Dog In A Sweater

People, I’m always around people. Sounds, there are so many exotic sounds. Like most Americans, I wake up to an alarm clock. Atypically, this alarm clock is a honking car horn in the morning.

When I wake up, I stroll over to my window, half asleep. I glance down at busy Seventh Avenue (Harlem side), where I plan my wardrobe according to the fashion outside. The grey skies of New York, intensify.

“I feel so alone out here,” declare I. With millions of people around me, a feeling of utter isolation developed. In the tradition of over dramatic gay men, I took initiative.

“Oy, why must I be so alone? With so many single gay men, I stand all alone in this chilly apartment,” said I, throwing myself onto the floor. It was a Tony award worthy performance. Tears fell from my cheeks, “there’s only one thing, which could cure my deep sense of isolation,” I said, staring up at my shabby white ceiling.

“Howdy, small coffee, enough room for cream,” said I. I could’ve seen my shrink, but a $2.00 coffee would work perfectly. My favorite coffee shop was bustling on that bitterly cold winter’s day. There was only one table available, but it came with a catch.

I locked eyes with the most adorable puppy. Reluctantly, I sat next to the puppy. “Shit, this dog better not cause me to spill coffee all over my lap top,” said I. With a faithful glance, I stared into her owner’s eyes.

He was boyishly handsome. Dressed in hip, but understated attire, he was very friendly and approachable. We greeted each other. The dog then licked my face.

“Gross, gross, germs, germs, cooties, cooties,” said I, internally. “I’m so sorry, “ he said. His charm was contagious. Rather than expressing disgruntled angst, I smiled and embraced the puppy.

“Is she a lab?” I asked. “She’s actually a mix pit bull and black lab,” he said. The puppy wouldn’t stop staring at me. She sat right next to me. I opened up my laptop and proceeded to work.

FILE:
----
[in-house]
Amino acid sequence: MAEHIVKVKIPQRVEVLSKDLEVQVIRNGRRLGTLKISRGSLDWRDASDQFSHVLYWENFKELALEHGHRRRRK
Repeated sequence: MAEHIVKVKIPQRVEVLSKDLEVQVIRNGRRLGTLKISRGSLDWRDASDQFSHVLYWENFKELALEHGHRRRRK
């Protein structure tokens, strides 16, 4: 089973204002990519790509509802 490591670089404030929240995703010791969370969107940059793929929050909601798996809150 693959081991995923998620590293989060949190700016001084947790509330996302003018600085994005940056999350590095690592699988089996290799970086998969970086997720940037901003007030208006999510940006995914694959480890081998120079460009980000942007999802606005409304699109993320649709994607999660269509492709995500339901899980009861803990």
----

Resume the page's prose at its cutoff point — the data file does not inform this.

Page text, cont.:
Then the puppy laid her head on my arm. “Don’t get dog hair all over me, “ I thought to myself. “Sorry, about that she’s just super friendly,” he said. I smiled and said, “It’s okay, I love adorable puppy. I just can’t stand crying babies.” We both laughed.

I stared down at the super affectionate puppy. Her loyalty grew into an endearing quality. My feeling of isolation and loneliness dissipated for a moment.

“It must be great having such a cute puppy. I’ve been in New York for years and it’s incredibly lonely at times,” I told him. He shook his head in agreement, “yeah, I get super lonely. That’s why I bought a dog.”

“Wow, this guy is cute, friendly and charming. He gets lonely too. I’m glad I’m not the only one,” I said to myself. He and the puppy eventually left. I really wanted to ask him out on a date, but didn’t.

After my coffee house day, I strolled around the East Village. Surprisingly, puppy love helped me feel a little less lonely for a few hours, afterwards. I stared at the dogs dressed in festive holiday sweaters, roaming around Avenue A.

Oh yes, one day that’ll be Augustan & I (my future pup) wandering the East Village (in our most delightful sweaters). We’ll also have a coffee dates. He’ll enjoy New York tap water and I’ll relish in my gourmet cappuccino. It’ll be quite a life.

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2 Comments

  1. You could be my son… “With so many single gay men, I stand all alone in this chilly apartment” – it’ll happen, it’ll happen! Love your blog 😀 ~SueBee

    Reply
  2. Thanks, I appreciate it. I love your blog too, big fan. 🙂

    Reply

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